On your next system upgrade you will receive all the latest versions of KDE’s Plasma, Applications and Frameworks, in addition to several other package updates. For more details and the full changelogs on KDE’s software releases, you can read the official announcements: Plasma 5.12.5 Applications 18.04.1 Frameworks 5.46.0 Other noteworthy package updates include wine 3.8, skypeforlinux 8.20.0.9 and pypy 6.0.0. Read more

SMTube review - Your train to Youtube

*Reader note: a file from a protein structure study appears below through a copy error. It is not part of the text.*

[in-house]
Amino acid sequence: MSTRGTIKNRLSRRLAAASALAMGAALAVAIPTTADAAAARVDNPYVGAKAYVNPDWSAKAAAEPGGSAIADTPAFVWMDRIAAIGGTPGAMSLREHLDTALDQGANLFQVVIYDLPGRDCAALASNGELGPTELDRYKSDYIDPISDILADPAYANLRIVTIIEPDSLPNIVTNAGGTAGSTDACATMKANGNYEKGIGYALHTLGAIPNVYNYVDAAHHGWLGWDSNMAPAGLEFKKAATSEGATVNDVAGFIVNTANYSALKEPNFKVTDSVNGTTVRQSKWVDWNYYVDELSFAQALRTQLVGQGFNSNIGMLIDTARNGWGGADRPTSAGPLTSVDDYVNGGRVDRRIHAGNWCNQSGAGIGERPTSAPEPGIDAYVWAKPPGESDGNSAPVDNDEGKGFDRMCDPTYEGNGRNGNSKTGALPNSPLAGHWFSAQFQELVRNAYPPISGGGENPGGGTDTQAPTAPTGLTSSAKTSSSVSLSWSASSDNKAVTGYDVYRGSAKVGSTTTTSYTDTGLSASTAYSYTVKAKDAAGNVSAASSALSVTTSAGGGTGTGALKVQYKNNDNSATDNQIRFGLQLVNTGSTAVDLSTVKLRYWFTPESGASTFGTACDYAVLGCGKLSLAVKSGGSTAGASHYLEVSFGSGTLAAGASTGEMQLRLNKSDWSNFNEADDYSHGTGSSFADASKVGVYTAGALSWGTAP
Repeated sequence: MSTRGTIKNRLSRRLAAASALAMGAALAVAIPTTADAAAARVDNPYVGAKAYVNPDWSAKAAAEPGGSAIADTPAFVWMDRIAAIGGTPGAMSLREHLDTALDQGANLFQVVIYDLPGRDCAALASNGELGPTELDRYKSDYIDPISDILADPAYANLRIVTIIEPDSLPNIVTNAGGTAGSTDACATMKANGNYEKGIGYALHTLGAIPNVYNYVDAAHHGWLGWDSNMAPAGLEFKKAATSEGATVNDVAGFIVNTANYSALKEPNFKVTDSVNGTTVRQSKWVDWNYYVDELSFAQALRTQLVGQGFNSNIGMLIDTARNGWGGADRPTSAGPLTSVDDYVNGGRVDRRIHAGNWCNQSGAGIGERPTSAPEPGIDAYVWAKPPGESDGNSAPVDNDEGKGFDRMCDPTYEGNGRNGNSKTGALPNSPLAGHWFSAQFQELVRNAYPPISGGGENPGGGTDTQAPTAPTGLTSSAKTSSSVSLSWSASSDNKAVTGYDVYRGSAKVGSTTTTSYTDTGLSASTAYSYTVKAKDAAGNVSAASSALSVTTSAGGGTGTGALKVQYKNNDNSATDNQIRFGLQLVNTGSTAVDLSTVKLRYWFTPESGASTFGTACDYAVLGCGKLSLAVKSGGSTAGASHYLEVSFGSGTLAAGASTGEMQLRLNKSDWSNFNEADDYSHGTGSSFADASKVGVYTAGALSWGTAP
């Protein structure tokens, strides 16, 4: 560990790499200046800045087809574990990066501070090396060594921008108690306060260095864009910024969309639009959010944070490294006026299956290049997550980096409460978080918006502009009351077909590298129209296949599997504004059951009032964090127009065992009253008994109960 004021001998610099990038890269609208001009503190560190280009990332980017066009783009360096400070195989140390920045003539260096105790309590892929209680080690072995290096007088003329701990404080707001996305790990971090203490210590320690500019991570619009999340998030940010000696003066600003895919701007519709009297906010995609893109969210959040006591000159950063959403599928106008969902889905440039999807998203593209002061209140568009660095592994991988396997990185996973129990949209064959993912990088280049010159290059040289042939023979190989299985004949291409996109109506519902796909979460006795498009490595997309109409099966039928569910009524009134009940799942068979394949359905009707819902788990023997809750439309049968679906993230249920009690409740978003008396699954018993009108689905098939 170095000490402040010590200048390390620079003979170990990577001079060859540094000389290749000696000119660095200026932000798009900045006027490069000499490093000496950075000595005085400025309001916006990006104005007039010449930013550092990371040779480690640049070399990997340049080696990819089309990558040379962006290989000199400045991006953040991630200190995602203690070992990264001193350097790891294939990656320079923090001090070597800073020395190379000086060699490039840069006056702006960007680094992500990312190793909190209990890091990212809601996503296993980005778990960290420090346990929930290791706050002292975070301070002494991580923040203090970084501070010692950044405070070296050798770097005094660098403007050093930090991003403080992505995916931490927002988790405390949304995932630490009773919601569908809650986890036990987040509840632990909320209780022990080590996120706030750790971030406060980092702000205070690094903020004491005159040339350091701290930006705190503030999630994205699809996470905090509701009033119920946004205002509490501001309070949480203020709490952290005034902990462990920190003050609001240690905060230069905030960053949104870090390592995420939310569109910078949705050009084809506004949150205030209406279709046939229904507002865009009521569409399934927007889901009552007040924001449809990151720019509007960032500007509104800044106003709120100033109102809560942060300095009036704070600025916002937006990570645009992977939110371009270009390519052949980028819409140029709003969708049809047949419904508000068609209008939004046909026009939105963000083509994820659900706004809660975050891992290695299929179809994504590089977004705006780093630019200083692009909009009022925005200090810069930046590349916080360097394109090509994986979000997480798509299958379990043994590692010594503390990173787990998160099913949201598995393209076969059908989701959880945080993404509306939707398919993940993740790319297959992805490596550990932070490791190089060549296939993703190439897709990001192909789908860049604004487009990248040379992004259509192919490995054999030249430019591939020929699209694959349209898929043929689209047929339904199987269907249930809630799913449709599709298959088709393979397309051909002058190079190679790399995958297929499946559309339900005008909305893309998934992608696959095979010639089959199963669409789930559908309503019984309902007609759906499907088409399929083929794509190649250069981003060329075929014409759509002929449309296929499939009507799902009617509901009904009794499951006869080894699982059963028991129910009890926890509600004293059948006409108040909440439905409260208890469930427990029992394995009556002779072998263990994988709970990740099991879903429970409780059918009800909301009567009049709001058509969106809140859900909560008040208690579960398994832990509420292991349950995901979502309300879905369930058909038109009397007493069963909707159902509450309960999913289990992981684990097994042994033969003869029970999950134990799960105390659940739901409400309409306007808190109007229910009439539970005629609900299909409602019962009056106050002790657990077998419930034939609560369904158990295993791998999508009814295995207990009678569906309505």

It's a no brainer. On the desktop, you go online, and you open a tab and you load Youtube, and then you play clips. But then, on mobile devices, you have dedicated applications, which usually offer a somewhat more efficient media experience. So, on the desktop, it's the browser way or the ... SMTube way? SMTube is a cross-platform Youtube player, which allows you to search and play videos from the popular media platform, with some additional search tweaks and filters, and extra download options, all this from the desktop, without having to keep a browser tab open. It's a convenient tool to use, and with the recent rewrite, it actually works, and it works fairly well. I decided to test to see what gives. [...] SMTube looks like a nice tool. It is not strictly necessary or needed, but it does allow you to have Youtube open and playing, even if you're not currently using your browser, i.e. you can use it like any other media player. This is nice, plus you get a clean and intuitive interface, decent search and filter options, and it's easy to change settings and configure additional players. You also have the option to download clips. I don't know where SMTube stands when it comes to Google, Youtube, but ordinary users will surely appreciate the extra flexibility they get with a media player rather than just a browser tab. Of course, you're not signed in, you don't get recommendations, comments or playlists, and such, so I guess there are benefits to going directly to Youtube. But if you're only after what Youtube can play without any socializing, SMTube is an excellent choice. It's had a rough ride, it never quite fully worked for me in my various distro reviews, but this new version is stable, robust and works well. At the very least, it's worth testing. Choo choo. Read more